For an outstanding account of the causes and effects of this capacity look no further than Paul Mason’s Why It’s Kicking Off Everywhere: The New Global Revolutions. Rather modestly in the introduction Paul Mason insists of his superbly analytical book “Don’t file it under ‘Social Science’: it’s ‘Journalism.’” If this is to suggest he lacks a grand theory then the author does protest too much. Not only does the reportage provide a travelogue of resistance taking in Egypt, London, Spain, Greece, America and the Philippines he examines why it’s happening too.
Paul Mason connects, with admirably vivid writing, the form and content of group horizontalism protest mixed with networked individualism to the demographics of protest. His argument, framed by a compelling explanation of the economic crisis, is that the core of the 2011 protests world-wide was formed by graduates with little or no positive employment prospects and thus not much of a proper stake in the system. A generation, sometimes described as the ‘precariat’, is thus emerging with all the social skills, time, courage and most of all the cause, to revolt. And thus out of the global austerity emerges a hopeful vision of the future.
This is an optimistic reading many will want to embrace and Mason’s writing will certainly propel his readers towards that conclusion. Two nagging doubts remain though. Firstly, while some of the generation he describes will resist, surely there is also the possibility that others will grimly submit to any low-wage and insecure work they can find. There is never any guarantee that unemployment and poverty will create the conditions for resistance, never mind any shift to the left. Anger in itself is not enough. And secondly, how durable will 2011 prove to be? The 2010 student protests against the tuition fees hike are already a fairly dim and distant memory. The 2011 public sector unions’ strikes are heading towards some kind of settlement which we all admit is well short of a victory. In Spain and Greece despite the protests their governments remain in power and have shifted to the right, not the left. While in Egypt it is the Muslim Brotherhood that have proved successful in Egypt’s post Tahrir elections, their Islamism much less of a problem to the protesters than their cautious reformism.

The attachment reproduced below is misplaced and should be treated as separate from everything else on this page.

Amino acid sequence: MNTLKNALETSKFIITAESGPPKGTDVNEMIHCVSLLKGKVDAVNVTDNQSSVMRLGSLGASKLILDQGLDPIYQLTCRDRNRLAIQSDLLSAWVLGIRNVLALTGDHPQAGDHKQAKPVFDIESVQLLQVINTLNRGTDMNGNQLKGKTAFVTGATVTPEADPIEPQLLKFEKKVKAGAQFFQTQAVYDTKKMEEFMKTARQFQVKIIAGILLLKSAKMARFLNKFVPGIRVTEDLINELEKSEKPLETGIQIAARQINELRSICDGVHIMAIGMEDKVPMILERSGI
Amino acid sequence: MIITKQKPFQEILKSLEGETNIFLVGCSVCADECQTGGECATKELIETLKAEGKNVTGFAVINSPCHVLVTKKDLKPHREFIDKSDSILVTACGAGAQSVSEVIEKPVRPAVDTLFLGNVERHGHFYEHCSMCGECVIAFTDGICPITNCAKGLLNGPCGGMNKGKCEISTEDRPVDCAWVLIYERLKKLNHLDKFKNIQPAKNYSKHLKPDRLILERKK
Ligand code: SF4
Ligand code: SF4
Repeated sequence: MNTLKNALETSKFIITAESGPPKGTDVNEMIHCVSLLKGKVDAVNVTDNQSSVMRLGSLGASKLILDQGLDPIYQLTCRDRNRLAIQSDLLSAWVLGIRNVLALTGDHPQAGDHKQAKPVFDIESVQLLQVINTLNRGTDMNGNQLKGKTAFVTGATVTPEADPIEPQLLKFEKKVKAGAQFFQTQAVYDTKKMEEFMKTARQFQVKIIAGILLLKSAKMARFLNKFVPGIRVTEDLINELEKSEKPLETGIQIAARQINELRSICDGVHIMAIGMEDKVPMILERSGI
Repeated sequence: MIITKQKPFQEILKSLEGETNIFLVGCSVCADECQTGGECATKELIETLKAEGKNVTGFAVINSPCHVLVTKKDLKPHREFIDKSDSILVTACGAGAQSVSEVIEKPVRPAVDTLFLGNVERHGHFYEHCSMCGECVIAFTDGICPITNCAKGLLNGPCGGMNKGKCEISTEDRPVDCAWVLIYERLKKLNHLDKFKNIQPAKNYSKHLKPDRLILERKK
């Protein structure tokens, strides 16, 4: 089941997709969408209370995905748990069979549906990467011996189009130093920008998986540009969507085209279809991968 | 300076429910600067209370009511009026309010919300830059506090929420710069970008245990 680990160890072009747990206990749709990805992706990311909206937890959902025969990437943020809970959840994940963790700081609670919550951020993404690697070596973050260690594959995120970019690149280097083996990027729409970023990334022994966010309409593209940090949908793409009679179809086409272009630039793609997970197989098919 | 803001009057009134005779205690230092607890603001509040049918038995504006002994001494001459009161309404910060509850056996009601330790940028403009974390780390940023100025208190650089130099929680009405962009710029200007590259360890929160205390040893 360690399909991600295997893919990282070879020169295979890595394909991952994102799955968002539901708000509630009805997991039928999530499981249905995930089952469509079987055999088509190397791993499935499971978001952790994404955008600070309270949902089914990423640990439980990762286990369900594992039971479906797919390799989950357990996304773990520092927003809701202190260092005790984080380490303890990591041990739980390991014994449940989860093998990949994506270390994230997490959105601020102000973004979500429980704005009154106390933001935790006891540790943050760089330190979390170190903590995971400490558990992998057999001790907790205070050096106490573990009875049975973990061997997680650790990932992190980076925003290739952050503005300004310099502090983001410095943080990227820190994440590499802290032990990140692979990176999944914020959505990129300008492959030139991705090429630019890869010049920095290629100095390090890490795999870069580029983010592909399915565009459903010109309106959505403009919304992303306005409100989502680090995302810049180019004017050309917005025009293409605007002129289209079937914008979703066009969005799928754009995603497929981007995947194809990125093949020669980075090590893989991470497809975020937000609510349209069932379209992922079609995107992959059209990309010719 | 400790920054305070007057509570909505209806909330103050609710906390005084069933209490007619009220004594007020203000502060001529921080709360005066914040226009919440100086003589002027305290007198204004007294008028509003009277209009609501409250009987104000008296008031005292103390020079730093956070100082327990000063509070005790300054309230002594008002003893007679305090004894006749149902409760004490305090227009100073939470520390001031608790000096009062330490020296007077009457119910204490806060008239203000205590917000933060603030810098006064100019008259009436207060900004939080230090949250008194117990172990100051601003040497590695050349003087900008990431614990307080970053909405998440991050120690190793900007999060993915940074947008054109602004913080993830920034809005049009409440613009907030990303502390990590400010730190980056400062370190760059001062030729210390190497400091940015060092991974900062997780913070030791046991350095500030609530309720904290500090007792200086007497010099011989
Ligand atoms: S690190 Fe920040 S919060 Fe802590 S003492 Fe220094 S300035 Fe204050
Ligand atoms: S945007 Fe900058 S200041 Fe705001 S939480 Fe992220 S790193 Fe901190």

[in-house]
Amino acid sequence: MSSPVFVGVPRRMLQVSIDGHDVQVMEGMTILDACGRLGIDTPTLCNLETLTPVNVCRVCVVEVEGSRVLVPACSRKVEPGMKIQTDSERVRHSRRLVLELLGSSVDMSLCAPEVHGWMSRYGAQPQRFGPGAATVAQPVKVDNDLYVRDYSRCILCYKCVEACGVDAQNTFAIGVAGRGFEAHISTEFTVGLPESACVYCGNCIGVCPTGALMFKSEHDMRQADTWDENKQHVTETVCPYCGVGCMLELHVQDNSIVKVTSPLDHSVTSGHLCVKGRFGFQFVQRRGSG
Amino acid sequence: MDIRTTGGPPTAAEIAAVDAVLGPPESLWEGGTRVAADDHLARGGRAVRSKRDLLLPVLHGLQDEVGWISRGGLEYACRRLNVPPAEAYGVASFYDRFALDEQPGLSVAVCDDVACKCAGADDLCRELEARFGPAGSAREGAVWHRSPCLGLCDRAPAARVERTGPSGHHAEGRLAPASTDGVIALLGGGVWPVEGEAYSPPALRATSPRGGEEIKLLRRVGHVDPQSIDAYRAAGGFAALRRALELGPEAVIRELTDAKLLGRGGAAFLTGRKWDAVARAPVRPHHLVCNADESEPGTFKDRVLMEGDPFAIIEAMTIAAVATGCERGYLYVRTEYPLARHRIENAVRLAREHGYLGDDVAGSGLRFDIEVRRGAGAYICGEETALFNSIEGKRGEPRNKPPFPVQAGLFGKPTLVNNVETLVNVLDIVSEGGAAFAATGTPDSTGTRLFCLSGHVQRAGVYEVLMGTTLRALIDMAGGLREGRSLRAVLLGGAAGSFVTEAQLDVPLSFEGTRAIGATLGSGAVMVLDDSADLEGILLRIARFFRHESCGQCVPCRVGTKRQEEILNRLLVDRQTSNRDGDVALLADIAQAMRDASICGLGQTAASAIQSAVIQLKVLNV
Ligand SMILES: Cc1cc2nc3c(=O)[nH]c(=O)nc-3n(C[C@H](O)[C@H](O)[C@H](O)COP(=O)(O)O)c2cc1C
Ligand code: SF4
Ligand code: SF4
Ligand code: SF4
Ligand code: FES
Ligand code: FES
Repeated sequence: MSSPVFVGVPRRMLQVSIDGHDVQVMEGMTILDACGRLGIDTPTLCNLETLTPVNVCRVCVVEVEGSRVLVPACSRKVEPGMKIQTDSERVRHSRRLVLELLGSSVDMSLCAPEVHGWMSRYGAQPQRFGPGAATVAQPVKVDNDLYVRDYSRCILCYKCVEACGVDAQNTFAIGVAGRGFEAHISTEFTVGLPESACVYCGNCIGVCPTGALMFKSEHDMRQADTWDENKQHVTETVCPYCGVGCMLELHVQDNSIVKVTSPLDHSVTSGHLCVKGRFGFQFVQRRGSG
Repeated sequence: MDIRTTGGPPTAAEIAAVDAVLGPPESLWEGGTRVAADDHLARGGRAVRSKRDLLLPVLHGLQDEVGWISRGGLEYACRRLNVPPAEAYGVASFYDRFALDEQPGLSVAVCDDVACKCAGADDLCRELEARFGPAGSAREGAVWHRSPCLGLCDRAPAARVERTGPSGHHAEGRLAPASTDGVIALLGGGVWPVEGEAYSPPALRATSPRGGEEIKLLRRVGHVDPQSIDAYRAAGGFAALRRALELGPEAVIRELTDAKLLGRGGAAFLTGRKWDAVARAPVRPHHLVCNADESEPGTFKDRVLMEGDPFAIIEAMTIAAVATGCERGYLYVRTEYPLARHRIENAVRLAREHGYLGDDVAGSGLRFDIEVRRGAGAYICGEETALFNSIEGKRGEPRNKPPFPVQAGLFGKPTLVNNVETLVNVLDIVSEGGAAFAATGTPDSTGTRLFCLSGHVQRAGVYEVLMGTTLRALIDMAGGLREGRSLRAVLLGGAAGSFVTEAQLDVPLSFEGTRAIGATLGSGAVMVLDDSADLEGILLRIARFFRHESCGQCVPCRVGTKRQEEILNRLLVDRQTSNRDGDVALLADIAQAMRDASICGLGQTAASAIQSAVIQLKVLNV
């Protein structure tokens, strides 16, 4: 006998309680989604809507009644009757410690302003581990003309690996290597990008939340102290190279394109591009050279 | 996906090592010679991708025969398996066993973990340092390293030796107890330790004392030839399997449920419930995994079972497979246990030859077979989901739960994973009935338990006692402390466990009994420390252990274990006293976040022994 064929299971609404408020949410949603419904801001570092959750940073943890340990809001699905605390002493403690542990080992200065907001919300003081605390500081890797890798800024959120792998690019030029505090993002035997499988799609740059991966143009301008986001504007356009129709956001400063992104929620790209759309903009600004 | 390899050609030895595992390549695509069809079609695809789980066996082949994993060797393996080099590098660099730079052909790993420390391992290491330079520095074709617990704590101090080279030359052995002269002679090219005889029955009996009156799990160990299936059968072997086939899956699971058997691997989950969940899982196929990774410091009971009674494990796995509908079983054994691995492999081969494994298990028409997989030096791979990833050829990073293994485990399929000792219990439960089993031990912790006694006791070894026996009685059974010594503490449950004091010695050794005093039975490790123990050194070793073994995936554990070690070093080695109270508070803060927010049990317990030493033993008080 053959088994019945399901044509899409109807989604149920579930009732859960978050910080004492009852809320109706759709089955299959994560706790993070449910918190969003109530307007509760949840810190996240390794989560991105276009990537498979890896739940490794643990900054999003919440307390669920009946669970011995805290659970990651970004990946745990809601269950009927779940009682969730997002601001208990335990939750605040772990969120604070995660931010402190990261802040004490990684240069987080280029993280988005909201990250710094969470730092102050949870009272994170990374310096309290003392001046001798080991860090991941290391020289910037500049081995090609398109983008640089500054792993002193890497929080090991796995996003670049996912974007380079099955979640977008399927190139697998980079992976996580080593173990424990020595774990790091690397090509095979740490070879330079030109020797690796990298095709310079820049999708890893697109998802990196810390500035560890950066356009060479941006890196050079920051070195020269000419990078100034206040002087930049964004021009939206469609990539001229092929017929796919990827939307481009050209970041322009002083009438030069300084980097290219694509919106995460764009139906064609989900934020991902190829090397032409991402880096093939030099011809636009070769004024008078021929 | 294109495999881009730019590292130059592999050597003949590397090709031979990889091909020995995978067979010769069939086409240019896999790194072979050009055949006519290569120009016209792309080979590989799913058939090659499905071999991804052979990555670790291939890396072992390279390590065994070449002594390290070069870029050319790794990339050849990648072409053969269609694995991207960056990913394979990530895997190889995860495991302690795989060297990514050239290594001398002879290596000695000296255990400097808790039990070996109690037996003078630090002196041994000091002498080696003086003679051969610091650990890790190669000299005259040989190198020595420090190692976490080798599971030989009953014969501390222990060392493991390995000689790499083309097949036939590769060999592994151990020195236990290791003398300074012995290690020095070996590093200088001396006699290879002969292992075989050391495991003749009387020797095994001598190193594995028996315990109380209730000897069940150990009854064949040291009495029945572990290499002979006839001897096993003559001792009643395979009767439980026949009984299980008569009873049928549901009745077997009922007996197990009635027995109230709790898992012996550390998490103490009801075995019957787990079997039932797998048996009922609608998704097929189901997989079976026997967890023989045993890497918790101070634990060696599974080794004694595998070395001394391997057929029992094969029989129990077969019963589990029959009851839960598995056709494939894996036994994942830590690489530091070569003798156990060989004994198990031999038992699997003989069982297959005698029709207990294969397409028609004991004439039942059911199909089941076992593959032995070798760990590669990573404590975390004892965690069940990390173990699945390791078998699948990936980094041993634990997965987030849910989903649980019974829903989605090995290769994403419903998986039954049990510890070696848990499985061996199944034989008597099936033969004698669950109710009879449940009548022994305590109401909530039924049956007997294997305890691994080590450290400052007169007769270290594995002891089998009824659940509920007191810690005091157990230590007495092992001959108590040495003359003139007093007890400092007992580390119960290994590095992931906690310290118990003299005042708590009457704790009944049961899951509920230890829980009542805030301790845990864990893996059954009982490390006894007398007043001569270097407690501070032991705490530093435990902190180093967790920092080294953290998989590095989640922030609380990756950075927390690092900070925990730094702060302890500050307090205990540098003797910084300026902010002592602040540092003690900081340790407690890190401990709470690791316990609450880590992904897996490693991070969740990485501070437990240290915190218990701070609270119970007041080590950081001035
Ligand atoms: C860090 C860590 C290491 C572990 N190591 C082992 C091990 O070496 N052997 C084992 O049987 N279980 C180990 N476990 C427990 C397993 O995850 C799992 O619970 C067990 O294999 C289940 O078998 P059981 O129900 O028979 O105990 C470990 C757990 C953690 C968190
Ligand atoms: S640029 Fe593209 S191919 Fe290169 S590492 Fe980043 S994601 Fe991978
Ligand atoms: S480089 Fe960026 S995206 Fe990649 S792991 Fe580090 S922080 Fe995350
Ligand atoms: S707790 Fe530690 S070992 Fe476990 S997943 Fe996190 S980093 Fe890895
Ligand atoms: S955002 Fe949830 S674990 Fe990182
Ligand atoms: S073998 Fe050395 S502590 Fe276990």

Neither of these doubts should detract from the appeal of Paul Mason’s account. That’s the point: we desperately need the optimism and enthusiasm that the movements he describes project. The Italian Marxist and Communist Antonio Gramsci once famously wrote of moments of crisis as when the old is dying and the new is not yet ready to emerge. At this juncture according to Gramsci ‘morbid symptoms’ appear. For the past twelve months those symptoms have been effectively challenged by something else, the senseless beauty of resistance. To help shape what comes next, right now 2011’s protests deserve our unreserved celebration.
The Substantive Columnist Mel Gomes’ e-book ‘Glory Nights: From Wankdorf to Wembley’ is now available to download from Amazon and Smashwords. New, independent writing on popular culture, it is being backed by The Substantive.